Tip #2:  Learn the coupon policy for your store(s).  Every store's coupon policy varies.  Visit your store's website or go to their customer service desk and ask them about their coupon policy. Most stores will double any coupon that is $.50 or less (this is as good as it gets at my store).  However, some stores double coupons up to $1, making each $1 coupon instantly worth $2.  Anytime you can double a coupon worth $1 then you are going to get an amazing deal (you may even get money back)! Additionally, some stores will double the value of any coupon on one particular day of the week.  If this is the case then it would definitely be worth doing the majority of your shopping on that day.  I could go on and on here, but it is best to check with your store.  You'll want to be fully informed so that you don't run into any surprises.

Tip # 3:  You'll find the best deals by combining what's on sale along with your coupons.  Here is a perfect example.
This week my local store has cans of Hunt's tomatoes on sale for $.59 each. I have a coupon for $.45 off 3 cans, which automatically doubles to $.90 off.  Therefore I will buy 3 cans for a grand total of $.87 ($.59each  x 3 cans = $1.77 - $.90 coupon  = $.87).  You really can't beat a deal like that!  Canned tomatoes are a staple, especially in the winter.  I will be so glad to have these on hand in my pantry.  In fact, this leads me to my next tip.

Tip #4:  If there are good deals to be had, and you have the room/space, stock up!  Don't be afraid to ask a friend for their paper when they're finished with it OR if the savings dictate, buy another paper.  The main point is to stock up.  Sales and coupons are on cycles and oftentimes you will run out of a product before it cycles again.   

Tip # 5: Make sure your coupon is the best deal to be had.  Do not go to the store determined to use your coupon without first checking prices for the other brands.  Every once in awhile it happens where I'll clip a coupon and then go to the store to find that another brand is cheaper.  The motto here is to pay attention.  Don't use your coupon just for the sake of using your coupon.  Remember, you are after the best deal. 

Tip# 6: Certain stores, like Walgreens, allow you to combine their store coupons with manufacturer's coupons.  This is one of my favorite tips/tricks.  Walgreens is the place where I find a lot of great deals.  And, I must not be the only one because I frequently see other people couponing there as well. After you clip the coupons from the coupon inserts, get out your Walgreens ad.  Inside the Walgreens ad there is another set of coupons.  Here is an example.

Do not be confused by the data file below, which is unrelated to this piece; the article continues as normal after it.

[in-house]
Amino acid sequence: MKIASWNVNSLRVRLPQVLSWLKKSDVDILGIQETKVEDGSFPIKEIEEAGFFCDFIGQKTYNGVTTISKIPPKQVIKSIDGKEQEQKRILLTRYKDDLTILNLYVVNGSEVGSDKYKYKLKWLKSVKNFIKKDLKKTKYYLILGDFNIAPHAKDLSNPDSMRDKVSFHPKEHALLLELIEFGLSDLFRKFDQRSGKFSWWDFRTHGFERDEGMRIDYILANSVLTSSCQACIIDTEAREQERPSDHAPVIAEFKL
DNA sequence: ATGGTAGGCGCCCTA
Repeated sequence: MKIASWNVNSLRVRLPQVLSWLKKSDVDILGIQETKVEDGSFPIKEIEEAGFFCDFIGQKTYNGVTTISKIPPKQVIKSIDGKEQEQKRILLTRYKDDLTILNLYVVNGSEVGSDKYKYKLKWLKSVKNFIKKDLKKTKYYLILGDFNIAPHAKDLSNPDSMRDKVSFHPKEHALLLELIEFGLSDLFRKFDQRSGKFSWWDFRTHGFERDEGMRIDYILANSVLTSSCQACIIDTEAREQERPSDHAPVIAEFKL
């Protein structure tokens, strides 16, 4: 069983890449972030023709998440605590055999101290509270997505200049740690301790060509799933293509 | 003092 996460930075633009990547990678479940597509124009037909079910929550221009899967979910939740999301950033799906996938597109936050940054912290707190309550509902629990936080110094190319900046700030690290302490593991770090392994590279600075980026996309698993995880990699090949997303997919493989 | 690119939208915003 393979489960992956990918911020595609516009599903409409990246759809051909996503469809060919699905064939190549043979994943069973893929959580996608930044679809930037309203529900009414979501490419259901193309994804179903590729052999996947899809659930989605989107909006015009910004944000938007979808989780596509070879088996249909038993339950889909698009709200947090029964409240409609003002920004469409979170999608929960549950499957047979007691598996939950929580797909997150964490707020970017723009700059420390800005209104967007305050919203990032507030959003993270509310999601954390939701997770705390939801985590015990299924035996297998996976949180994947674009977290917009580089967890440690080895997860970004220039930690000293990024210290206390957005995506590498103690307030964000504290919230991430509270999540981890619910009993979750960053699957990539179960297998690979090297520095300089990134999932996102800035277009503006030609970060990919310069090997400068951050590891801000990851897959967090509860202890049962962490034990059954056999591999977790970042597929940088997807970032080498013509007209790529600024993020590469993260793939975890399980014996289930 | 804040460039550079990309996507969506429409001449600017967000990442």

Walgreens has a coupon for $2 off Listerine which they will allow me to combine with my mfg. coupon for $1 off.  I happen to know this particular bottle of Listerine is always $3.99.  This means that with my combined coupon I will be getting this Listerine for $.99.  Again, if possible I would stock up on this because this is a big staple in my house.

I should also mention that in addition to their weekly sales ad, Walgreens also puts out a monthly pamphlet (available at the front of the store by the sales ad) that also has coupons in it.  There have been times where I have used a Walgreen sales ad coupon, combined with a coupon from the monthly pamphlet, and a mfg. coupon. I love that Walgreens allows you to triple up on coupons. However, be cautioned when it comes to using mfg. coupons at Walgreens.  You can use them, but Walgreens will not double them.  Therefore, if you have a mfg. coupon and cannot match it with a Walgreens store coupon then it is best to use your mfg. coupon at the regular grocery store so that it can be doubled.  

Tip # 7:  Be Organized.  If you decide to coupon then you will need some sort of organizer.  I don't have anything fancy or pretty.  I just use an old photo album that has separate compartments and I've labeled each compartment with a sharpie marker. Each week I take care to go through my coupons, removing any expired ones, and at the same time refreshing my memory with the coupons that I do have so that I can better match my coupons to what's on sale that week.  As I make my grocery list I set aside the coupons I want to use and place them in a ziploc baggy to take to the store.